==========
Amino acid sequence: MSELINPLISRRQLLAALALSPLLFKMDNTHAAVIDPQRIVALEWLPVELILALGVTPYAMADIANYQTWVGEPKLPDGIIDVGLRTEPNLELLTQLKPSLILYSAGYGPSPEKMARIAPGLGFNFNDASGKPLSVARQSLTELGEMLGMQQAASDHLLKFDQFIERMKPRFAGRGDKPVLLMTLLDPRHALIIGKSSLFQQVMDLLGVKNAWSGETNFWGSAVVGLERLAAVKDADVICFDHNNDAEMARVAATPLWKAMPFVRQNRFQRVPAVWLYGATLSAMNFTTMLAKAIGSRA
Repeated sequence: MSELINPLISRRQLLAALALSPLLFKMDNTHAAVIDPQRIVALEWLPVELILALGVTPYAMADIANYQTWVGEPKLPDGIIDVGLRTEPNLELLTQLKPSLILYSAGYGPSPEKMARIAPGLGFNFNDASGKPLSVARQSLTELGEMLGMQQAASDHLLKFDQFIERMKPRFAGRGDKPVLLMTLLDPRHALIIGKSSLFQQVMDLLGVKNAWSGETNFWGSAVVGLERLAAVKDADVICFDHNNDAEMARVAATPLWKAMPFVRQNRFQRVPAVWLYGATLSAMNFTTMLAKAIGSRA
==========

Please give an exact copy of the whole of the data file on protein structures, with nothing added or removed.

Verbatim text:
Amino acid sequence: MSELINPLISRRQLLAALALSPLLFKMDNTHAAVIDPQRIVALEWLPVELILALGVTPYAMADIANYQTWVGEPKLPDGIIDVGLRTEPNLELLTQLKPSLILYSAGYGPSPEKMARIAPGLGFNFNDASGKPLSVARQSLTELGEMLGMQQAASDHLLKFDQFIERMKPRFAGRGDKPVLLMTLLDPRHALIIGKSSLFQQVMDLLGVKNAWSGETNFWGSAVVGLERLAAVKDADVICFDHNNDAEMARVAATPLWKAMPFVRQNRFQRVPAVWLYGATLSAMNFTTMLAKAIGSRA
Repeated sequence: MSELINPLISRRQLLAALALSPLLFKMDNTHAAVIDPQRIVALEWLPVELILALGVTPYAMADIANYQTWVGEPKLPDGIIDVGLRTEPNLELLTQLKPSLILYSAGYGPSPEKMARIAPGLGFNFNDASGKPLSVARQSLTELGEMLGMQQAASDHLLKFDQFIERMKPRFAGRGDKPVLLMTLLDPRHALIIGKSSLFQQVMDLLGVKNAWSGETNFWGSAVVGLERLAAVKDADVICFDHNNDAEMARVAATPLWKAMPFVRQNRFQRVPAVWLYGATLSAMNFTTMLAKAIGSRA